Enzyme-Linked lmmunosorbent Assay
Anti-H. pylori antibody in the serum of 6 patients with
gastric carcinoma was measured by enzyme-linked immunoadsorbent assay (ELISA) using stocked sera preserved at less than -2OOC. The measurements were carried out using the HM-CAP immunoassay (Enteric Products Inc. Westbury, NY).
Statistical Analysis
Statistical analysis was performed using the Student's t
test, and the cell chi-square test with Yates' correction. A
P < 0.05 was considered a significant difference.
Biopsy studies revealed a frequency of H. pylori infection
in patients with gastric carcinoma of 72% (36 of 50) and
in control subjects of 70% (35 of 50). The frequency of
H. pylori infection between these two groups was not
significantly different (Table 1).
The incidence of H. pylori infection in patients with
different clinical stages of gastric carcinoma is summarized in Table 2. The mean age of patients with early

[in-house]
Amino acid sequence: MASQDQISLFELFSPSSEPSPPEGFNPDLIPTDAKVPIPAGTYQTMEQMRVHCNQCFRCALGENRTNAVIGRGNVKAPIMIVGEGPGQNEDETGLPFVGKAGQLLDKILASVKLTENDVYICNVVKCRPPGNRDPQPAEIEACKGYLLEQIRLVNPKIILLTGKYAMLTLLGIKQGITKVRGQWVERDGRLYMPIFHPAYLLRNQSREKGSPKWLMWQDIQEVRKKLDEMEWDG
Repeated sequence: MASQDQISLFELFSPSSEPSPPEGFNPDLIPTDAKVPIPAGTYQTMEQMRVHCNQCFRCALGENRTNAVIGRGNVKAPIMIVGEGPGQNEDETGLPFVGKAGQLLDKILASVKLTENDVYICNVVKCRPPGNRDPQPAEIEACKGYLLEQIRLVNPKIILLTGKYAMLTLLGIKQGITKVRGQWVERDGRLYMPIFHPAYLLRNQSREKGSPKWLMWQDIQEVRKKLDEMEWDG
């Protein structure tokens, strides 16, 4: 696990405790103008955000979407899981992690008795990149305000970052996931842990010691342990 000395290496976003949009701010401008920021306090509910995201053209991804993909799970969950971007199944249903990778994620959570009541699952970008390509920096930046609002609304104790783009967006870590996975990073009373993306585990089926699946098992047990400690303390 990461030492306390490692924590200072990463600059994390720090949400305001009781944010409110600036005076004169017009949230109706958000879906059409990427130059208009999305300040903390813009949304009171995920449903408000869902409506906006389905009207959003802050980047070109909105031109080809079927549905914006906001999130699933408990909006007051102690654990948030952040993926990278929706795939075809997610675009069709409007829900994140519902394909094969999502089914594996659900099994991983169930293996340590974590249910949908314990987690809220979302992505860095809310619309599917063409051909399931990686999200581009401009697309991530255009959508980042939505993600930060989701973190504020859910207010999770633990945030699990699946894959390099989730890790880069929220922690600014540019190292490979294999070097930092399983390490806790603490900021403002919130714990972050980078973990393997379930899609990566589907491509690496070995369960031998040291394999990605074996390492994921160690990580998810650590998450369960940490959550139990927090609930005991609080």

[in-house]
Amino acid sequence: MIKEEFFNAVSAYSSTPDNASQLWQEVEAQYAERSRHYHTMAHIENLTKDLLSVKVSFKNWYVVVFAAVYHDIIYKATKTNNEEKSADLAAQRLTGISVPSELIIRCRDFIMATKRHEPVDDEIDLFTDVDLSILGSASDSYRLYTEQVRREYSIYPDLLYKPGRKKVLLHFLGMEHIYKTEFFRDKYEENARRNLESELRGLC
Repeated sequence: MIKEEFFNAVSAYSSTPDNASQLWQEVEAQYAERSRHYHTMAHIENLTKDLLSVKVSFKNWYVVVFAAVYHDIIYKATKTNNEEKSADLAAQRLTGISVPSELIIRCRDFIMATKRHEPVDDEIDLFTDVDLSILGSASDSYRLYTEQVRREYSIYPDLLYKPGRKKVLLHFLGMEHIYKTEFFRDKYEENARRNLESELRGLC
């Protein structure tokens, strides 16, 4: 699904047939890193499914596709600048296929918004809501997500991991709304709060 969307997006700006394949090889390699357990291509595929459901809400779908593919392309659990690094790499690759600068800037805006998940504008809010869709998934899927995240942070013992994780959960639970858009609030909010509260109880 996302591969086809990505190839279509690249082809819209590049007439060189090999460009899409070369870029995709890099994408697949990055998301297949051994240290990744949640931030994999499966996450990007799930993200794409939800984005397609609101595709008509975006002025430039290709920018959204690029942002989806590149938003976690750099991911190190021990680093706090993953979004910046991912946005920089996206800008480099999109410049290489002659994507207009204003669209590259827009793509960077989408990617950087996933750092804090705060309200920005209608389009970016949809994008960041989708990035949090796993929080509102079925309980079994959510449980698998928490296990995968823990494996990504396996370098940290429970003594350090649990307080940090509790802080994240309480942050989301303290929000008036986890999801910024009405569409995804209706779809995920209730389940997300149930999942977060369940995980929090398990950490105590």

H. pylon positivity in
biopsy specimens (96)
3 (60)
18 (69.2)
15 (78.9)
biopsy and resected
specimens (%)
4 (801
25 (96.2)'
16 (84.2)
C upper third of stomach; M: middle third of sromach; A: lower third of stomach
P < 0.02: comoared with wsitive bioosv soecimen.
and advanced gastric carcinoma was 62.1 and 61.6 years,
respectively. H. pylori was positive in 29 of 37 patients
(78.4%)with early gastric carcinoma, and in 7 of 13 patients (53.8%)with advanced cancer. Eight patients with
early gastric carcinoma were negative for H. pylori in biopsy specimens. Among these patients, in 4 of 5 (80%)
undergoing surgical therapy, the surgical specimen was
positive for H. pylori. Three non-operated cases in this
stage were endoscopically treated. All six patients with
advanced cancer judged as H. pylori negative by biopsy
study underwent surgical treatment. H. pylori was detected in the surgical specimen in 5 of 6 patients (83.3%).
Overall, H. pylori was positive in 89.2% of the patients
with early gastric carcinoma and in 92.3%of the patients
with advanced cancer (Table 2).
Twenty-three patients presented intestinal type of
cancer and 27 presented diffuse type. The mean age of
these two groups of patients was 66.9 and 57.9 years,
respectively. Biopsy studies were positive in 69.6% and
in 74.1% of the patients with intestinal and diffuse types,